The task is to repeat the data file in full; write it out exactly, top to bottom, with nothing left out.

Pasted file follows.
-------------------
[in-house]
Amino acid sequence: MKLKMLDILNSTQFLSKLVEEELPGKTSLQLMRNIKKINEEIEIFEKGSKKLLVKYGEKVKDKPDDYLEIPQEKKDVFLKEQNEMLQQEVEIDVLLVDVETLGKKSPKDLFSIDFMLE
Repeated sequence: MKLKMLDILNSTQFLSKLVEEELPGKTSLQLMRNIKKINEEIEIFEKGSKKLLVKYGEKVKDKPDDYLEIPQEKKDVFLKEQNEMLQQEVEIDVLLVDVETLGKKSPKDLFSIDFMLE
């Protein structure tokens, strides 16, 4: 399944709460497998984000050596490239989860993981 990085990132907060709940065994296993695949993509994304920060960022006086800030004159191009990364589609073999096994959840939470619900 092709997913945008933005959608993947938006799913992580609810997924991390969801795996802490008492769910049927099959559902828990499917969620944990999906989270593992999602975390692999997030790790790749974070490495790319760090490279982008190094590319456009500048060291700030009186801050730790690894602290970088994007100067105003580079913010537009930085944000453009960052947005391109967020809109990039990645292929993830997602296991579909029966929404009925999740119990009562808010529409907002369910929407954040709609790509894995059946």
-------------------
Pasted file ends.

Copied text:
[in-house]
Amino acid sequence: MKLKMLDILNSTQFLSKLVEEELPGKTSLQLMRNIKKINEEIEIFEKGSKKLLVKYGEKVKDKPDDYLEIPQEKKDVFLKEQNEMLQQEVEIDVLLVDVETLGKKSPKDLFSIDFMLE
Repeated sequence: MKLKMLDILNSTQFLSKLVEEELPGKTSLQLMRNIKKINEEIEIFEKGSKKLLVKYGEKVKDKPDDYLEIPQEKKDVFLKEQNEMLQQEVEIDVLLVDVETLGKKSPKDLFSIDFMLE
């Protein structure tokens, strides 16, 4: 399944709460497998984000050596490239989860993981 990085990132907060709940065994296993695949993509994304920060960022006086800030004159191009990364589609073999096994959840939470619900 092709997913945008933005959608993947938006799913992580609810997924991390969801795996802490008492769910049927099959559902828990499917969620944990999906989270593992999602975390692999997030790790790749974070490495790319760090490279982008190094590319456009500048060291700030009186801050730790690894602290970088994007100067105003580079913010537009930085944000453009960052947005391109967020809109990039990645292929993830997602296991579909029966929404009925999740119990009562808010529409907002369910929407954040709609790509894995059946």